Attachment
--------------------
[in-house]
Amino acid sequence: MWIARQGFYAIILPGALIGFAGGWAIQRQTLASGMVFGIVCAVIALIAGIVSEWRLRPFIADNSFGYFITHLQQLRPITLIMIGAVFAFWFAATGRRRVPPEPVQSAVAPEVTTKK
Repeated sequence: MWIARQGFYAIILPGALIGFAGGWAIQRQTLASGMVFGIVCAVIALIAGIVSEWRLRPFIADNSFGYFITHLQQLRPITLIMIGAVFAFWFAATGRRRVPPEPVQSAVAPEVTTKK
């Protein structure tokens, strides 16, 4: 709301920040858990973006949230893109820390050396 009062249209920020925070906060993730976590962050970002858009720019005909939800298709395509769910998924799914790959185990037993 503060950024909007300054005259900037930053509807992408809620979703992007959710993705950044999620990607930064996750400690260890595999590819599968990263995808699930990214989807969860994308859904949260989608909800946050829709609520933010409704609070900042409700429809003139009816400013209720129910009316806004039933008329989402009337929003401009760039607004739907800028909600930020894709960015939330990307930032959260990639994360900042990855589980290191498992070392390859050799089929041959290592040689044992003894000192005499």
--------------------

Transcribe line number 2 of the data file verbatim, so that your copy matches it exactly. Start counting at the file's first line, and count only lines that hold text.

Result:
Amino acid sequence: MWIARQGFYAIILPGALIGFAGGWAIQRQTLASGMVFGIVCAVIALIAGIVSEWRLRPFIADNSFGYFITHLQQLRPITLIMIGAVFAFWFAATGRRRVPPEPVQSAVAPEVTTKK